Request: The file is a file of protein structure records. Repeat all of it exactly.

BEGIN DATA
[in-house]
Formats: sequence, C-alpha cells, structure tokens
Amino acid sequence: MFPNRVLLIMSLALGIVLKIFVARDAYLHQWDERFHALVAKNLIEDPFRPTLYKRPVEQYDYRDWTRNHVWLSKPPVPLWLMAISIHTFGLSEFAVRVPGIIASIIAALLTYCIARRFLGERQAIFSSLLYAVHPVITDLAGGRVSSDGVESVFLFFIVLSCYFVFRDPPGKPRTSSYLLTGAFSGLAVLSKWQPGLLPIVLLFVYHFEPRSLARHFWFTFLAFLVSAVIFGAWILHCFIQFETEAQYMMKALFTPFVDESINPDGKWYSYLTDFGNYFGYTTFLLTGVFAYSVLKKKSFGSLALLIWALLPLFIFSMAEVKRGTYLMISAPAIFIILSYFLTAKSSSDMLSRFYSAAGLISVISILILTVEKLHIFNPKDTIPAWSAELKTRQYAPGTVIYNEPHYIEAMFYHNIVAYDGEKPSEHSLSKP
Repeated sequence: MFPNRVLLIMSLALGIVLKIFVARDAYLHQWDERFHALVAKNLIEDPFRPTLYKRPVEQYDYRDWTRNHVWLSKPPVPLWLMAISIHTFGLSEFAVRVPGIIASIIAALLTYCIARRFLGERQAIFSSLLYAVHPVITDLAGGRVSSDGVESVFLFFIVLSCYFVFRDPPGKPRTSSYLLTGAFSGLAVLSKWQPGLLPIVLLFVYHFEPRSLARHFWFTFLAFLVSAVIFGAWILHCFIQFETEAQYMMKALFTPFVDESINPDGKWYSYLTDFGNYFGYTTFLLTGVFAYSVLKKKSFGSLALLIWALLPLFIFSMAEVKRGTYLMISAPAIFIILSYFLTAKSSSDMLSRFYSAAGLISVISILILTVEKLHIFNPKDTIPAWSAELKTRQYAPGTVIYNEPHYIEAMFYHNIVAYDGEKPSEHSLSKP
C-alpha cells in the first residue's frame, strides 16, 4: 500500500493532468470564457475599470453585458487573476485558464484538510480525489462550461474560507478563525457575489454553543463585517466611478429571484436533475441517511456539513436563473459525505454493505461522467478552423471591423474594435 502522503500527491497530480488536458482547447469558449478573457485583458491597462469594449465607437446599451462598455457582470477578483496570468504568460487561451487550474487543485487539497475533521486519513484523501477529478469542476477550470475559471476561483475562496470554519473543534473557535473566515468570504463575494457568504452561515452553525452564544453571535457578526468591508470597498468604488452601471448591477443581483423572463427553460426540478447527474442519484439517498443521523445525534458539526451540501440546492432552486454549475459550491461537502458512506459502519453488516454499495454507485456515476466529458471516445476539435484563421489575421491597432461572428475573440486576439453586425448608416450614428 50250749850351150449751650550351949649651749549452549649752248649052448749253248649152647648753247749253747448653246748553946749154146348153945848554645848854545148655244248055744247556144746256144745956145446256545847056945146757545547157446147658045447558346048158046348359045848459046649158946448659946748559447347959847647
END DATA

[in-house]
Formats: sequence, C-alpha cells, structure tokens
Amino acid sequence: MFPNRVLLIMSLALGIVLKIFVARDAYLHQWDERFHALVAKNLIEDPFRPTLYKRPVEQYDYRDWTRNHVWLSKPPVPLWLMAISIHTFGLSEFAVRVPGIIASIIAALLTYCIARRFLGERQAIFSSLLYAVHPVITDLAGGRVSSDGVESVFLFFIVLSCYFVFRDPPGKPRTSSYLLTGAFSGLAVLSKWQPGLLPIVLLFVYHFEPRSLARHFWFTFLAFLVSAVIFGAWILHCFIQFETEAQYMMKALFTPFVDESINPDGKWYSYLTDFGNYFGYTTFLLTGVFAYSVLKKKSFGSLALLIWALLPLFIFSMAEVKRGTYLMISAPAIFIILSYFLTAKSSSDMLSRFYSAAGLISVISILILTVEKLHIFNPKDTIPAWSAELKTRQYAPGTVIYNEPHYIEAMFYHNIVAYDGEKPSEHSLSKP
Repeated sequence: MFPNRVLLIMSLALGIVLKIFVARDAYLHQWDERFHALVAKNLIEDPFRPTLYKRPVEQYDYRDWTRNHVWLSKPPVPLWLMAISIHTFGLSEFAVRVPGIIASIIAALLTYCIARRFLGERQAIFSSLLYAVHPVITDLAGGRVSSDGVESVFLFFIVLSCYFVFRDPPGKPRTSSYLLTGAFSGLAVLSKWQPGLLPIVLLFVYHFEPRSLARHFWFTFLAFLVSAVIFGAWILHCFIQFETEAQYMMKALFTPFVDESINPDGKWYSYLTDFGNYFGYTTFLLTGVFAYSVLKKKSFGSLALLIWALLPLFIFSMAEVKRGTYLMISAPAIFIILSYFLTAKSSSDMLSRFYSAAGLISVISILILTVEKLHIFNPKDTIPAWSAELKTRQYAPGTVIYNEPHYIEAMFYHNIVAYDGEKPSEHSLSKP
C-alpha cells in the first residue's frame, strides 16, 4: 500500500493532468470564457475599470453585458487573476485558464484538510480525489462550461474560507478563525457575489454553543463585517466611478429571484436533475441517511456539513436563473459525505454493505461522467478552423471591423474594435 502522503500527491497530480488536458482547447469558449478573457485583458491597462469594449465607437446599451462598455457582470477578483496570468504568460487561451487550474487543485487539497475533521486519513484523501477529478469542476477550470475559471476561483475562496470554519473543534473557535473566515468570504463575494457568504452561515452553525452564544453571535457578526468591508470597498468604488452601471448591477443581483423572463427553460426540478447527474442519484439517498443521523445525534458539526451540501440546492432552486454549475459550491461537502458512506459502519453488516454499495454507485456515476466529458471516445476539435484563421489575421491597432461572428475573440486576439453586425448608416450614428 50250749850351150449751650550351949649651749549452549649752248649052448749253248649152647648753247749253747448653246748553946749154146348153945848554645848854545148655244248055744247556144746256144745956145446256545847056945146757545547157446147658045447558346048158046348359045848459046649158946448659946748559447347959847647